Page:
There’s plenty of reasons to train your dog and teach them the PLACE command. It’s a great learning tool and gives them another impressive skill to show others that they know and understand what you expect of them.
Place Command Uses
- You can use this command anytime someone rings your doorbell or knocks on your door. It’s great so you can answer the door without your dog trying to dash out the door or to stop them from jumping up on your guests as they enter your house.
- Anytime you eat on the couch and don’t want them begging. You can also use this command while eating at a kitchen table so they don’t get table scraps or while you are cooking so they don’t get hurt if hot oil splashes while cooking or anything else that may occur.
- In multiple dog households it’s a good command for your dog to know as well. This is so you can interact with each dog one on one and have the other dogs on their place cot/bed.
Teach the Place Command:
- Set up the dog cot or bed.
- Put your dog on a leash.
- Stand a few feet away and say ‘place’ and guide your dog to the cot.
- Once all four feet are on the cot say ‘good’ and give a high value treat. If you clicker train, click once all four feet are on the cot and then reward your dog.
- Your dog doesn’t need to sit or lay down, just keep all four feet on the cot. If your dog moves a foot off before you give the ‘release’ command, say ‘no’ and guide them back onto the cot.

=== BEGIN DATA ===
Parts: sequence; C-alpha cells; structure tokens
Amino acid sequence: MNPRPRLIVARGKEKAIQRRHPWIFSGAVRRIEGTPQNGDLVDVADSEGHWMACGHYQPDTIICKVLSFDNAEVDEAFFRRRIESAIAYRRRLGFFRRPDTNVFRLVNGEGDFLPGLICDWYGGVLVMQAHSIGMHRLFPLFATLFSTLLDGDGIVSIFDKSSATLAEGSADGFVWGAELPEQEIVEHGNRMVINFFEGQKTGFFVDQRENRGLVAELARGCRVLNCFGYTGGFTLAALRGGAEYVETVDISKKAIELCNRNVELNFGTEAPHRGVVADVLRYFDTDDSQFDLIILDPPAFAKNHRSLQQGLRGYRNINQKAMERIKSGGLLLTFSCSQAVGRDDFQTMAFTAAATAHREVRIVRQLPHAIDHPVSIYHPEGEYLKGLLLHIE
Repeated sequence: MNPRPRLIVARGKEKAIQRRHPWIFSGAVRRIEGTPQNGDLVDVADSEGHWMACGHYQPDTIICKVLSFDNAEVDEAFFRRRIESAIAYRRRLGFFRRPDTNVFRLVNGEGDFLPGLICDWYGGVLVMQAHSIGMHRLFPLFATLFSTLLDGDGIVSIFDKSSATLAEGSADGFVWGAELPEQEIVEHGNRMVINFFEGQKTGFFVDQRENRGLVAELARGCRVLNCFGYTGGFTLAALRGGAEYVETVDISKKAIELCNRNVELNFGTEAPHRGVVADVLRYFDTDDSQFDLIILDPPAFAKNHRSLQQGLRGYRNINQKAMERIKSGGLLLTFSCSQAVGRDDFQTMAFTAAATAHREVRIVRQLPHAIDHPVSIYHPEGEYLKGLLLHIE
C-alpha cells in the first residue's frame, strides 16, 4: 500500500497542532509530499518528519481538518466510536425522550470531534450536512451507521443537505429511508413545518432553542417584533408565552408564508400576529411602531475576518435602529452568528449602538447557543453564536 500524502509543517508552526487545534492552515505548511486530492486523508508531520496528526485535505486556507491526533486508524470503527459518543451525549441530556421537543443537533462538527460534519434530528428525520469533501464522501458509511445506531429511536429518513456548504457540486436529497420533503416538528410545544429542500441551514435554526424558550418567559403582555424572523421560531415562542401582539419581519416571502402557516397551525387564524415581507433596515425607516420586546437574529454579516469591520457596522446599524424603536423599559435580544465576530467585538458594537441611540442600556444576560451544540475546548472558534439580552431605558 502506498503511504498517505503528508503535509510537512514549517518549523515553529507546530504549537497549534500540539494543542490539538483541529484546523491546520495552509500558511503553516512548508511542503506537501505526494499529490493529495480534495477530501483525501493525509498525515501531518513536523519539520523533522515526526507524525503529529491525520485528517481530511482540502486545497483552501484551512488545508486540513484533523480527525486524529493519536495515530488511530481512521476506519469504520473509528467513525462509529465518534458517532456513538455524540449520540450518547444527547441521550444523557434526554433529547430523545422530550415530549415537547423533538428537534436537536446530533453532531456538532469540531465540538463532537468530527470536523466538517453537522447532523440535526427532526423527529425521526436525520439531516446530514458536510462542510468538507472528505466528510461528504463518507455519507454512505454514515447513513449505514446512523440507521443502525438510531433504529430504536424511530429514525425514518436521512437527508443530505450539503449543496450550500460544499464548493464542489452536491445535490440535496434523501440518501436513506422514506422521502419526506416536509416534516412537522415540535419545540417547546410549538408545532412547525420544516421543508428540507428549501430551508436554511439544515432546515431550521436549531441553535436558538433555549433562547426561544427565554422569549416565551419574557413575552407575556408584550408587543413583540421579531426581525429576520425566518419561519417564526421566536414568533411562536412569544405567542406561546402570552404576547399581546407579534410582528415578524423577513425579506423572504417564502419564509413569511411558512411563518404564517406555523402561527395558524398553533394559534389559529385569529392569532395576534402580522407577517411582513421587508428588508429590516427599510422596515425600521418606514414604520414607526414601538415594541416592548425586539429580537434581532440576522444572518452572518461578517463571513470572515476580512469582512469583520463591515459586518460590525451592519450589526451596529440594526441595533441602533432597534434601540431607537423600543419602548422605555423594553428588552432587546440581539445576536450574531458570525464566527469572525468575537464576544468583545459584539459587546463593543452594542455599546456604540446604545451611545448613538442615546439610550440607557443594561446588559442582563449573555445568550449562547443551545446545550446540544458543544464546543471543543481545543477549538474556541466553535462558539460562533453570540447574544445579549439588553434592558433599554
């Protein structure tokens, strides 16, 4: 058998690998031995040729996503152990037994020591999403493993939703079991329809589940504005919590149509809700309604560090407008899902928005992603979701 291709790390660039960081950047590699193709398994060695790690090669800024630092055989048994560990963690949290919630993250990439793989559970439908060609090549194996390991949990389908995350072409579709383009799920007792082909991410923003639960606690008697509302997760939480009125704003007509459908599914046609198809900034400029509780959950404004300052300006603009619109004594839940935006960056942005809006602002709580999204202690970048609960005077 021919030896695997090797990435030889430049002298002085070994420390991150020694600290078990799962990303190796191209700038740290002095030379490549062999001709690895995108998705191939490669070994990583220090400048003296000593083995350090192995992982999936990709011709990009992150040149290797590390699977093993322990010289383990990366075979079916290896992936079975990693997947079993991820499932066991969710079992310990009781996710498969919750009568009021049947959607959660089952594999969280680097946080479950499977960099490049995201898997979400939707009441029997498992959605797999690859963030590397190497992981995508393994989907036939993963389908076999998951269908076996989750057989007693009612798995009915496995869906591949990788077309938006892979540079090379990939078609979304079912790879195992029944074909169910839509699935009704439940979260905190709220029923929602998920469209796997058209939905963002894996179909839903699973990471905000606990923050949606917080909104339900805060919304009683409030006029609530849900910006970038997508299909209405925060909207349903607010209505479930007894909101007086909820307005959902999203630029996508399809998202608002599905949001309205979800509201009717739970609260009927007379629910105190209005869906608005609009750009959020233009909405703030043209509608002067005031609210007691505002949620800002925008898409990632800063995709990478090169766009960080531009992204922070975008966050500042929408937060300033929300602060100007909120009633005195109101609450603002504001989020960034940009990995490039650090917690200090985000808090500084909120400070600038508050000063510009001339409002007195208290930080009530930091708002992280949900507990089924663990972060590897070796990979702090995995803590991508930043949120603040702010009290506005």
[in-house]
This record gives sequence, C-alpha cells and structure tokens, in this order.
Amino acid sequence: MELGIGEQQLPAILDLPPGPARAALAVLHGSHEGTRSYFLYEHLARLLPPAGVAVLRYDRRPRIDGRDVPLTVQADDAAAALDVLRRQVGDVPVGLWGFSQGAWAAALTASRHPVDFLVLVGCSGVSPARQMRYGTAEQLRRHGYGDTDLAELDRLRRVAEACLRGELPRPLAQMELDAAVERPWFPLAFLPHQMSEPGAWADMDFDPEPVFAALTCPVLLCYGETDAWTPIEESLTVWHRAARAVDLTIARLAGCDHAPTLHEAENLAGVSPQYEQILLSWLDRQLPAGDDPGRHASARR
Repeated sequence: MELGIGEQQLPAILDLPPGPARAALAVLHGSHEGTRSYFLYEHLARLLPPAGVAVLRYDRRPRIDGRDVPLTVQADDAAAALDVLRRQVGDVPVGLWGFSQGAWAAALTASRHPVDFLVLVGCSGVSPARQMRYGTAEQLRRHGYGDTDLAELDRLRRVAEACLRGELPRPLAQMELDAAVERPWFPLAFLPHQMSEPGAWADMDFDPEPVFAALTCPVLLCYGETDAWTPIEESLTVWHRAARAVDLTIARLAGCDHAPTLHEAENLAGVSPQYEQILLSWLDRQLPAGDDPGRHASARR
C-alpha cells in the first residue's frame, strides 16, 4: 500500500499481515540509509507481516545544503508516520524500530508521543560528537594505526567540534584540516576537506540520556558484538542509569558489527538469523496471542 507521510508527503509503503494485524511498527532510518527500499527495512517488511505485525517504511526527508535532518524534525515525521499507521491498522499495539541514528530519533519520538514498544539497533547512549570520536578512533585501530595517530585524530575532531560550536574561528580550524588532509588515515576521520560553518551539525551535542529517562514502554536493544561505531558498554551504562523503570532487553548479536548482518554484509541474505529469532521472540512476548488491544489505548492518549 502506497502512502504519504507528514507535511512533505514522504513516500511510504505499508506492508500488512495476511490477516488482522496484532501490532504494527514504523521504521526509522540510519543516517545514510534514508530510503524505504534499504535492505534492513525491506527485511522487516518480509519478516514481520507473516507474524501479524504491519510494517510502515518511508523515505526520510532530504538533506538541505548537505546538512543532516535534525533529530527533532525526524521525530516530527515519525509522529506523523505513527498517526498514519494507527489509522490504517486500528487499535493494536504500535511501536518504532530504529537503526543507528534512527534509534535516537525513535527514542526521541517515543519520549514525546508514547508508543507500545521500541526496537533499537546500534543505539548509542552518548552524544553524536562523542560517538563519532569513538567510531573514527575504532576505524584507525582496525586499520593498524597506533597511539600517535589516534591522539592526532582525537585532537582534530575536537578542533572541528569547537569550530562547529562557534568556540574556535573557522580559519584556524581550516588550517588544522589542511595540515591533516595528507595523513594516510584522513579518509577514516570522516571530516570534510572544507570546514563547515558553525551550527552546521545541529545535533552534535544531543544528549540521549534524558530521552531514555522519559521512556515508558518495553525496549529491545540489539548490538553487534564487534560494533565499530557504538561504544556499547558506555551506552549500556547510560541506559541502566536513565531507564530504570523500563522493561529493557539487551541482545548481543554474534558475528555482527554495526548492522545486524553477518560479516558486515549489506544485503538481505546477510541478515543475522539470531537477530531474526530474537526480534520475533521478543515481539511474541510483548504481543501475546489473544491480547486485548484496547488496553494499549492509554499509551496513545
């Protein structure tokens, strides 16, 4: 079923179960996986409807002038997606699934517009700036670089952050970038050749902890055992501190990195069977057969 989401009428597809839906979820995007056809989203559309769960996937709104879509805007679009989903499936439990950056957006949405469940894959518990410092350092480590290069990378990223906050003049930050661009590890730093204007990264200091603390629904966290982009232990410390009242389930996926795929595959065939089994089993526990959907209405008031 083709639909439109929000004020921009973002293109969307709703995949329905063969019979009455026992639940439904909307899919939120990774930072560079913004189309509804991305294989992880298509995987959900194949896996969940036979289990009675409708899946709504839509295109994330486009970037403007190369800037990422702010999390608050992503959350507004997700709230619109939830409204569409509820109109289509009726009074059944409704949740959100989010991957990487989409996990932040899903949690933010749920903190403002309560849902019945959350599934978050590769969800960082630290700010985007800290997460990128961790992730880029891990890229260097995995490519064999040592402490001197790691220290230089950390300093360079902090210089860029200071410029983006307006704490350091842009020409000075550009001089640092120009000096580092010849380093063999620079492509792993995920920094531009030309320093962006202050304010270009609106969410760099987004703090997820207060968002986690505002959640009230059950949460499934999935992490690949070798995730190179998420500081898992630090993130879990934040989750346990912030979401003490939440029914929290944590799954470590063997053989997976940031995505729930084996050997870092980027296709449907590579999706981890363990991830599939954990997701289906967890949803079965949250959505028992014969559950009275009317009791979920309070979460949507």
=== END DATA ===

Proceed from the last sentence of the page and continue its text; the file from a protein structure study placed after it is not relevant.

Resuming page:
- First begin this without any distractions. No other people or dogs in the room. If easily distracted, turn off the TV as well. Only begin with short periods on time for training.
- Practice and repeat this until your dog can hold the ‘place’ command. Don’t expect more than 10-15 seconds at the beginning.
- Once they can hold it for 30-60 seconds, you can slowly increase distractions as well as slowly increasing the time they stay on the cot.
I taught this on a raised dog cot from Carlson Pet Products. If you usually have a dog bed laying on the floor of the living quarters, you can train them on that but using a raised cot lets them feel when they have stepped off the area you expect them to remain on until released. In my opinion it’s easier to train on a raised cot and then slowly transition to the dog bed. Every dog is different though so your dog may learn without a raised cot while others learn quicker with one.
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It was also sponsored by Carlson Pet Products who provided us the green dog cot in exchange for a review.